She closes with the bit from the Talmud about each individual human being being created in the image of God but each of us are unique -- unlike identical imperial coins each stamped with the mark of the secular leader.

This all seemed quite a lovely connection to Molly's "Light Gets In" Advent theme. But then she closes the post with her 70 Faces Torah poem on this parsha, which ends with such a downer:

For one impossible moment Jacob reached out.
To see your face, he said, is like seeing
the face of God: brother, it is so good!

But when Esau replied, let us journey together
from this day forward as we have never done
and I will proceed at your pace, Jacob demurred.

The children are frail, and the flocks:
you go on ahead, he said, and I will follow
but he did not follow.

Once Esau headed out toward Seir
Jacob went the other way, to Shechem, where
his sons would slaughter an entire village.

And again the possibility
of inhabiting a different kind of story
vanished into the unforgiving air.

The theme for this year’s Advent is Light Gets In. No matter what walls we throw up, what boxes we climb in or that circumstances put us in—Light gets in. Light will have its way.

This Sunday in worship, I’ll be preaching on the walls humans throw up that block out Christ’s light. We’ll begin building an actual wall in the sanctuary, that will grow each week up until Christmas Eve, when the Light will get in. Will you bring cardboard boxes to church anytime you show up, and leave them on the chancel, and help us duct-tape them together to build our Babel-wall up toward heaven and obscure the cross?

-Molly in This Week at First Church

To my mind, Advent is about the light slowly breaking in (we light first one candle and then a second, and so on), so I don't love this theme.


Pre-service lectio divina happened in the Parlor, and as a result we could hear the pre-service choir rehearsal. I heard "Emmanuel, Expected Jesus," and fell into Advent.


We did Luke 1:5-25, and I was struck by Gabriel's statement, "I stand in the presence of God."


Before service, I picked up a hardcopy of Molly's Advent calendar.

December 2
First Sunday in Advent: Put on your sparkle cream. Glow.
Unison Prayer of Confession


We offer you our repentance.
We replace holy days with holidays.
We hurry past opportunities to give the gifts of kindness and honesty.
We do not listen to angels in our dreams, forgive those dearest to us,
Or welcome into hearts and homes, the poor and the stranger.
If all sin is separation, forgive us for all the walls we throw up, and let your Light in.

-Maren Tirabassi, adapted


Jamie facilitated an Advent Devotional Workshop, which I attended.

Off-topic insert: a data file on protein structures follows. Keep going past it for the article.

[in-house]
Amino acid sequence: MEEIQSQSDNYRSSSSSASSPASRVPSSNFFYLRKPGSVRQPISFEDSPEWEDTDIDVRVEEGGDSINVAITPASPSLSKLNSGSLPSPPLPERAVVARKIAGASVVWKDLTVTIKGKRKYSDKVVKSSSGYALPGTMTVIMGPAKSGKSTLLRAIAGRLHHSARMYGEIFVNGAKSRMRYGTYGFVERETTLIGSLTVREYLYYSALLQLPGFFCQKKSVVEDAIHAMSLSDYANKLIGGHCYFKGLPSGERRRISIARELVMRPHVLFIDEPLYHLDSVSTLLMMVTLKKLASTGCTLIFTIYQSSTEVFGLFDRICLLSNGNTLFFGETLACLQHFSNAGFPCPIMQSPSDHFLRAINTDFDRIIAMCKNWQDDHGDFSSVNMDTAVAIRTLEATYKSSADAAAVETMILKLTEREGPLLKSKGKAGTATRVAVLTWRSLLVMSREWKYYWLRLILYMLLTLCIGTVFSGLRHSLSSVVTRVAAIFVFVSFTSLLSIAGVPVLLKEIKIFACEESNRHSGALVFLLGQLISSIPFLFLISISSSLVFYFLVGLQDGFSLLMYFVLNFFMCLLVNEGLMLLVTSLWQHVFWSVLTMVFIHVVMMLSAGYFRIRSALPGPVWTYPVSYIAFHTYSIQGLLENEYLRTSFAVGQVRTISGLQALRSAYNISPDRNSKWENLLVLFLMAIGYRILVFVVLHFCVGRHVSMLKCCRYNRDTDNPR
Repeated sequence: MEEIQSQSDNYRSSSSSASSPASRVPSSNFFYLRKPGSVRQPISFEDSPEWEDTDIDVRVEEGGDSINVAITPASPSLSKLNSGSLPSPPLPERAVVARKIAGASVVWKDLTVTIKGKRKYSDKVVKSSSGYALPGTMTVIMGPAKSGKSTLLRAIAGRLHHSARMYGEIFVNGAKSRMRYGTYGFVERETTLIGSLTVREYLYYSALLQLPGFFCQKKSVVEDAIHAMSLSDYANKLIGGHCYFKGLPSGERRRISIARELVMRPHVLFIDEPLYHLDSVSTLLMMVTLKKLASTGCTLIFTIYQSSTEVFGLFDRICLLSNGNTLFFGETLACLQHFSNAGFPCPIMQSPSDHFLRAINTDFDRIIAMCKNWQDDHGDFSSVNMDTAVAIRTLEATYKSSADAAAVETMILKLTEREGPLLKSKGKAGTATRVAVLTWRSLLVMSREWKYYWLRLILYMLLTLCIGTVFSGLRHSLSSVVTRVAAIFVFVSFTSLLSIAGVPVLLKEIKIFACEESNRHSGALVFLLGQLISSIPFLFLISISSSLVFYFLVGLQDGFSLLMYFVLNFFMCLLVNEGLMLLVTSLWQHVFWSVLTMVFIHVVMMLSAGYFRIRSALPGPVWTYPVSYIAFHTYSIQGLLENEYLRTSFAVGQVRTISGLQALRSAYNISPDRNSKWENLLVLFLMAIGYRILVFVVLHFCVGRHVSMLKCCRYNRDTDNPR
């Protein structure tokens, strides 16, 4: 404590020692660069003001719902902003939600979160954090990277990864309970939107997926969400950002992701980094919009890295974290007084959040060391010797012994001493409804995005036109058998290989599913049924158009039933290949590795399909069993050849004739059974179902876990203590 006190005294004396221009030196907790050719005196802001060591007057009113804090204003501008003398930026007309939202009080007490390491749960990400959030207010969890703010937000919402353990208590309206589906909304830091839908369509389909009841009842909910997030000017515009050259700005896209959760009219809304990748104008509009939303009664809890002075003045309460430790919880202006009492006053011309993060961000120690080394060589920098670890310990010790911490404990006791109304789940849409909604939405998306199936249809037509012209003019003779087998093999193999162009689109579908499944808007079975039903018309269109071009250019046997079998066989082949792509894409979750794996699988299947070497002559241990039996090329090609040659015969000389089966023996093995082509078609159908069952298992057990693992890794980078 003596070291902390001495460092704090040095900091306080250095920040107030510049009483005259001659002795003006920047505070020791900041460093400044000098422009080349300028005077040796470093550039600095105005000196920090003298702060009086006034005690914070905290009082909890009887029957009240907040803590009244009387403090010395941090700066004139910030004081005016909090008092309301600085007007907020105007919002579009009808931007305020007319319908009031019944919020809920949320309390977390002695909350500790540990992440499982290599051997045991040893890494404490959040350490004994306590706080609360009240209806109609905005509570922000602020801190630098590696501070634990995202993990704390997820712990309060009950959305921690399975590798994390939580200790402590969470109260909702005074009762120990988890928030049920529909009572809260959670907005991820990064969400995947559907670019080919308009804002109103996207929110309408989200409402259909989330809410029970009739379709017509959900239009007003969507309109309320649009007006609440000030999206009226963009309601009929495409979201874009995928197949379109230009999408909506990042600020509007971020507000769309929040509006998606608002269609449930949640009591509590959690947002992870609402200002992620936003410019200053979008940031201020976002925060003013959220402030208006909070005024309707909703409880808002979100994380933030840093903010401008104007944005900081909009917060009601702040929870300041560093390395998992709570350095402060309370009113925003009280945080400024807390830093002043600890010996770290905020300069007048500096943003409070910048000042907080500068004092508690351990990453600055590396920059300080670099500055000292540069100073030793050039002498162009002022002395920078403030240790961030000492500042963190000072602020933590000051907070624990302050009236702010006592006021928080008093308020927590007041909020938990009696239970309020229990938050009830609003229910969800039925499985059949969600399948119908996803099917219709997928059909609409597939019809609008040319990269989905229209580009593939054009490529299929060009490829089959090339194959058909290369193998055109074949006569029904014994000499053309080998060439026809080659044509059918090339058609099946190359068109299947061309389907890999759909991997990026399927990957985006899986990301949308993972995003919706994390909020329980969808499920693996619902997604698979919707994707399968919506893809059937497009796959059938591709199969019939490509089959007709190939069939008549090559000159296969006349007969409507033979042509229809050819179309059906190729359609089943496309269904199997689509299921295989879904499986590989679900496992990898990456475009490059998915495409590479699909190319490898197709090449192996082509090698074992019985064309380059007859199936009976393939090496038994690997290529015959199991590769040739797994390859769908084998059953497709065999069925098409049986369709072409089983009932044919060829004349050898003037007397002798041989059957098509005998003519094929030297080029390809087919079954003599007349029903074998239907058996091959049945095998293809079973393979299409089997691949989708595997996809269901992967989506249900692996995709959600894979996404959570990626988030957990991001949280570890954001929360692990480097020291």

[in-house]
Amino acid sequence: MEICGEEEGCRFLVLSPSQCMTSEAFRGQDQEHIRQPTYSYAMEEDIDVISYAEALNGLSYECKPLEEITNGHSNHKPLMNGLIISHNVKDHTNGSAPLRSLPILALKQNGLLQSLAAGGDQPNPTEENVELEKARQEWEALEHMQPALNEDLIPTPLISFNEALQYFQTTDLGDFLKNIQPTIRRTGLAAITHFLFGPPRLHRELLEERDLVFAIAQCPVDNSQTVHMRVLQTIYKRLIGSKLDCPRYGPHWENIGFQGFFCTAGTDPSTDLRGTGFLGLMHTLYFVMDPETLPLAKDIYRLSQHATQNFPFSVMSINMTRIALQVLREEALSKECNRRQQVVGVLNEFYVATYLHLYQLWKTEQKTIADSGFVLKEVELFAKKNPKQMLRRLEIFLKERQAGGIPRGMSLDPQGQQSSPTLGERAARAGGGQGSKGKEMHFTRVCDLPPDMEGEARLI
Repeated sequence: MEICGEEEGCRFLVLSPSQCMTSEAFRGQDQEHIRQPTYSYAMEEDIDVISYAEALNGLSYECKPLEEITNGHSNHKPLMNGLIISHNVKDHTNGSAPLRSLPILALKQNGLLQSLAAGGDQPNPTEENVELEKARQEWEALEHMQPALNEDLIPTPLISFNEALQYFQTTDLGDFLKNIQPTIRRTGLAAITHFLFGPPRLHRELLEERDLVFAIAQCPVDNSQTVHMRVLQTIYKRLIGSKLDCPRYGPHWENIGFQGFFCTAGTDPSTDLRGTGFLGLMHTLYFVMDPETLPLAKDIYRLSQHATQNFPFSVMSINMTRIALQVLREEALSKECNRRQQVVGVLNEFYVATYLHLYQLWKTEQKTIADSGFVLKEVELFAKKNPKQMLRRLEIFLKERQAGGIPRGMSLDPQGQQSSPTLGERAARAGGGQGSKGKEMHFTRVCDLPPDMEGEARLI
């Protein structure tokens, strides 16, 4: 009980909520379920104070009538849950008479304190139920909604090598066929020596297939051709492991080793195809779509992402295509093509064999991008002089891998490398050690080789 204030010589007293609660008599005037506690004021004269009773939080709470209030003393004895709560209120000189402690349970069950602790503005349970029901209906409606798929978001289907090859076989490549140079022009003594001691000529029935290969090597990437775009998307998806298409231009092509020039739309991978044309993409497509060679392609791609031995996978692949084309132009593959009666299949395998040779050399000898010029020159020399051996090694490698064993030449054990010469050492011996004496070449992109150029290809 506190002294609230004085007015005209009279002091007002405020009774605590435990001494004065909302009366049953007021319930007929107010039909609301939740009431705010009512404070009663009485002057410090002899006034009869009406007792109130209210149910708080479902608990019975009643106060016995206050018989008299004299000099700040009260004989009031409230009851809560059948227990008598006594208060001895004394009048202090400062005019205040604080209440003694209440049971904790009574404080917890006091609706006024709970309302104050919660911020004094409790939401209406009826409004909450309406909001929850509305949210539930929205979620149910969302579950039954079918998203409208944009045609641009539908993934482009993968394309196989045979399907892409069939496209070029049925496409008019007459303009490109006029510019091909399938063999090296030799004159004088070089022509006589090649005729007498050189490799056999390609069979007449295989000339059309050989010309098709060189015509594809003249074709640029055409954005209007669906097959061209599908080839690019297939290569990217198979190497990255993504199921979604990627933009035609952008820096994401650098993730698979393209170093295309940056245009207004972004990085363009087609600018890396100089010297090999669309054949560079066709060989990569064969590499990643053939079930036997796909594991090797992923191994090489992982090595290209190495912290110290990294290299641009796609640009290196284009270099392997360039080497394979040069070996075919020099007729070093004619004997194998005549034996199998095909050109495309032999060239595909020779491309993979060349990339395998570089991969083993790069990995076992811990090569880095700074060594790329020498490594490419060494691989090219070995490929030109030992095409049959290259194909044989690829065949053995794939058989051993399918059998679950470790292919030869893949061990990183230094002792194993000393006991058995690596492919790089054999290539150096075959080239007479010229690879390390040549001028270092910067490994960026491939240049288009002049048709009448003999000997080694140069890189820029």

I was starting to investigate the art supplies when the horde of kids who had been playing war or something all came in and decided to do art (well, Simon was like, "Guys, can't we go back to what we were doing before?" and got ignored by all the kids wrapped up in doing art, so he compromised by making pictures of e.g. ninjas) so I stepped back from the chaos and worked on poetry.

Sue D., to her husband, later: "I was looking for the kids, and I found a craft fair, so I sat down."

I think I definitely want to go back to Art Night.


I really liked the Call to Worship we used at CWM tonight:

[One] How shall we prepare God's house for the coming of the Promised One?
[Many] With fragrant branches of cedar, the tree of excellence and strength.
[One] How shall we prepare God's house for the Christ child?
[Many] With a stable and a manger where in the weeks to come, the mystery of the Advent story will be revealed and where the entire creation will welcome the Promised One.
[One] How shall we prepare God's house for Emmanuel, God with us?
[Many] With garlands of pine and fir, whose leaves are ever living, ever green -- symbols of our faith in the living God.
[One] How shall we prepare God's house for the prophet of Galilee?
[Many] With sprigs of holly and ivy, telling of Jesus' faithfulness, even unto death and resurrection.
[One] How shall we prepare our hearts for this revelation of God?
[Many] By hearing again the words of the prophets, the stories of the ancestors of Jesus, and the promises of God.
[One] For in the story of Jesus we see revealed the transforming power of God, and we are reminded anew of God's vision of wholeness, justice, and peace for all creation.
[Many] Thanks be to God!

Marla preached on Isaiah 11:1-9 and 1 Samuel 16:1-13. I was mostly meh, but she closed with talking about the fact that we ignore the parts of the Biblical stories that don't seem "proper" or "dignified" and inviting us to think about, if Jesus were to come as a baby a second time, what unexpected places that baby might show up in -- and her shocker suggestion was: born to a Wall Street executive (I thought of the Buddha).